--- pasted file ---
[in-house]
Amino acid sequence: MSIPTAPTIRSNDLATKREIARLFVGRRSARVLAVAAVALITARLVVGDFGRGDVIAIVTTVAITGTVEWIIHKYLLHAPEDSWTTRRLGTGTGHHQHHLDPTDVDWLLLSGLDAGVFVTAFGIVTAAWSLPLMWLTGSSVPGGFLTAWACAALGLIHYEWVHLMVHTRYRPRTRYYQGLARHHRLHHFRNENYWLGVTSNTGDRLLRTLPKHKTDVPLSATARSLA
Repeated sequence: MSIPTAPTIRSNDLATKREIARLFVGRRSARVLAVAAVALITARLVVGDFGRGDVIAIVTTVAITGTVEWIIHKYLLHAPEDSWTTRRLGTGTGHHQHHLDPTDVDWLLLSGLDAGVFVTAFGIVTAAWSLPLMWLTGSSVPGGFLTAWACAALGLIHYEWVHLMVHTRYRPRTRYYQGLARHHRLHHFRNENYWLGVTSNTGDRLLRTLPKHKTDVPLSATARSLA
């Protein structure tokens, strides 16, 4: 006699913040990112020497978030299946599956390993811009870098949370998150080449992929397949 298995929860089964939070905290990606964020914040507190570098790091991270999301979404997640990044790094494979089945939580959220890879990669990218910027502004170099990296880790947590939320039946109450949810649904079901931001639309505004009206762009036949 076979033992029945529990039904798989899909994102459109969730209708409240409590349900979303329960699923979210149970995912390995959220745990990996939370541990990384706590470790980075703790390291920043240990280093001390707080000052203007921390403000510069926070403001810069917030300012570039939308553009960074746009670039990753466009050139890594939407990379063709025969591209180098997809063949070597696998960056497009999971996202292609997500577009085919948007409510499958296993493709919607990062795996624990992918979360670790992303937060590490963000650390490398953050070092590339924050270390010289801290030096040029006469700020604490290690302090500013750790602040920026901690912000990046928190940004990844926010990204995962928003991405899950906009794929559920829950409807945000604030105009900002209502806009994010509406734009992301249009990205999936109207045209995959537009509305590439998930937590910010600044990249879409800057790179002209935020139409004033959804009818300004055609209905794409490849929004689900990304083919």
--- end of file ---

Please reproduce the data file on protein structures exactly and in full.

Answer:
[in-house]
Amino acid sequence: MSIPTAPTIRSNDLATKREIARLFVGRRSARVLAVAAVALITARLVVGDFGRGDVIAIVTTVAITGTVEWIIHKYLLHAPEDSWTTRRLGTGTGHHQHHLDPTDVDWLLLSGLDAGVFVTAFGIVTAAWSLPLMWLTGSSVPGGFLTAWACAALGLIHYEWVHLMVHTRYRPRTRYYQGLARHHRLHHFRNENYWLGVTSNTGDRLLRTLPKHKTDVPLSATARSLA
Repeated sequence: MSIPTAPTIRSNDLATKREIARLFVGRRSARVLAVAAVALITARLVVGDFGRGDVIAIVTTVAITGTVEWIIHKYLLHAPEDSWTTRRLGTGTGHHQHHLDPTDVDWLLLSGLDAGVFVTAFGIVTAAWSLPLMWLTGSSVPGGFLTAWACAALGLIHYEWVHLMVHTRYRPRTRYYQGLARHHRLHHFRNENYWLGVTSNTGDRLLRTLPKHKTDVPLSATARSLA
């Protein structure tokens, strides 16, 4: 006699913040990112020497978030299946599956390993811009870098949370998150080449992929397949 298995929860089964939070905290990606964020914040507190570098790091991270999301979404997640990044790094494979089945939580959220890879990669990218910027502004170099990296880790947590939320039946109450949810649904079901931001639309505004009206762009036949 076979033992029945529990039904798989899909994102459109969730209708409240409590349900979303329960699923979210149970995912390995959220745990990996939370541990990384706590470790980075703790390291920043240990280093001390707080000052203007921390403000510069926070403001810069917030300012570039939308553009960074746009670039990753466009050139890594939407990379063709025969591209180098997809063949070597696998960056497009999971996202292609997500577009085919948007409510499958296993493709919607990062795996624990992918979360670790992303937060590490963000650390490398953050070092590339924050270390010289801290030096040029006469700020604490290690302090500013750790602040920026901690912000990046928190940004990844926010990204995962928003991405899950906009794929559920829950409807945000604030105009900002209502806009994010509406734009992301249009990205999936109207045209995959537009509305590439998930937590910010600044990249879409800057790179002209935020139409004033959804009818300004055609209905794409490849929004689900990304083919």